Blog Archives

Straya Stuff: The Melbarn-Sydney Rivalry

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Breaking news: http://www.chaser.com.au/2016/melbourne-man-visits-sydney-just-point-flaws/

The “Melbarn-Sydney Rivalry” only exists in the heads of certain people from Melbarn. Usually, people from Sydney that I meet, like Melbarn a lot.

Commonly heard in Sydney: “I love Melbarn! People there are so friendly. I love the little bars and restaurants. The food is great. The roads seem easier to get around. Wish I could move there one day but I don’t know if I can. I’ll probably miss the beaches.”

Commonly heard in Melbarn: “I HATE Shitney! OMG people there are so PRETENTIOUS! Melbarn is the most LIVEABLE city in the world!!! THE BEST IN THE WORRLLLD!!! THE BEST COFFEE!!!! AND FASHIONNN!!!! AND CULTUURRREEEE!!! AND ITS THE SPORTING CAPITAL!!! THE BESSSSSSTTTTTTTTTT!!!!!! HNNNNNGGGGGGGGGGG!!!!!!”

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“Race, Shame and Self-defence” by Sam Yang

I love Sam Yang‘s blog. He writes very interesting and thoughtful articles. This article discusses the subtle and poorly understood social challenges of being part of a minority group in the colonial mentality of the anglosphere, and perspectives on the racial hierarchy. Well worth a read.

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#racerelations #race #racism #colonialism #martialarts
 
On survival:
“Martial arts work in isolated situations, but when the danger is systemic, then one must hold on to the principles, rather than the physical techniques. When fighting perceptions, there is no solitary “bad guy” to defeat.”
 
On understanding the perspective of a minority:
“Because if you are at the top of the institutional food chain, you may not sense the same dangers. That is good for you, but you are not the whole of the collective experience.”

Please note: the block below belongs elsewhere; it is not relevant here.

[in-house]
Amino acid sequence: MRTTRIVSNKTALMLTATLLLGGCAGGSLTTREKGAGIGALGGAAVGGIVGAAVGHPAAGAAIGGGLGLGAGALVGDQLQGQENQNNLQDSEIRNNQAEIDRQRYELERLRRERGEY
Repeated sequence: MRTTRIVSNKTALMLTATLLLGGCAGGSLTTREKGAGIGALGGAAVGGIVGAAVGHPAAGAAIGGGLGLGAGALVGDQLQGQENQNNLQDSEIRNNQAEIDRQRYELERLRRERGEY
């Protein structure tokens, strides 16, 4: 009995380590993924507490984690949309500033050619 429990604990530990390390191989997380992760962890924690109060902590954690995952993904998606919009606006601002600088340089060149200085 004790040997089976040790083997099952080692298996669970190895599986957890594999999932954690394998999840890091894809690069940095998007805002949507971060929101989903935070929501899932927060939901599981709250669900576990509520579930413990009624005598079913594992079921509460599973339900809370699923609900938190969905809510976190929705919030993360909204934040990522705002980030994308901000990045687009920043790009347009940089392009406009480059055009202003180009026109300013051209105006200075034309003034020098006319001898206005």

On racial biases and stereotyping:
“Often people will relate to us in the only ways they know how, they relate to us based on our race — as if we were the representative of a whole people and not individuals.”
 
On falsely imagining racial diversity:
“The two common types I have found in the US are, liberal and conservative, and everything must fit into one or the other, no overlap. Everything then becomes mutually exclusive. Racial diversity is often tossed into the liberal bin, so people assume if a city is liberal, it must have racial diversity.”
 
On false equivalence in “reverse racism”:
“There is a difference between being bullied and institutional oppression. There is common ground but thinking it is exactly the same is a false equivalence.”
 
On recognising the differences between equality and equity:
“We cannot close that gap if we pretend things are the same. If two people run at the same speed, the person who started out in the lead will stay in the lead. To catch up, the person in the back will have to run twice as hard. Equality is nothing without equity. These are not complicated ideas; we can float these thoughts in our heads. We just may not want to if it does not work out in our favor. A quality of a civilized culture is that of empathy. Survival of the fittest is natural, but it is also primitive. The very existence of medicine is a challenge to the survival of the fittest, yet a civilized society means giving everyone a chance at life. That is what civilization is consistently working towards.”
 
On dealing with an inescapable reality:
“Race is one of those identifiers that is immutable — people will just know, which makes it the hardest thing to see past.”
 
On oversimplified racial stereotypes:
“Simplifying a minority group as always “good” or right, is exchanging paternalism with infantilization. It is reducing a group to a stereotype when there is a wholeness to people. Some people are good, some are not, some are right, some are wrong — the same wholeness that exists for the majority group.”

The Problem with the Education System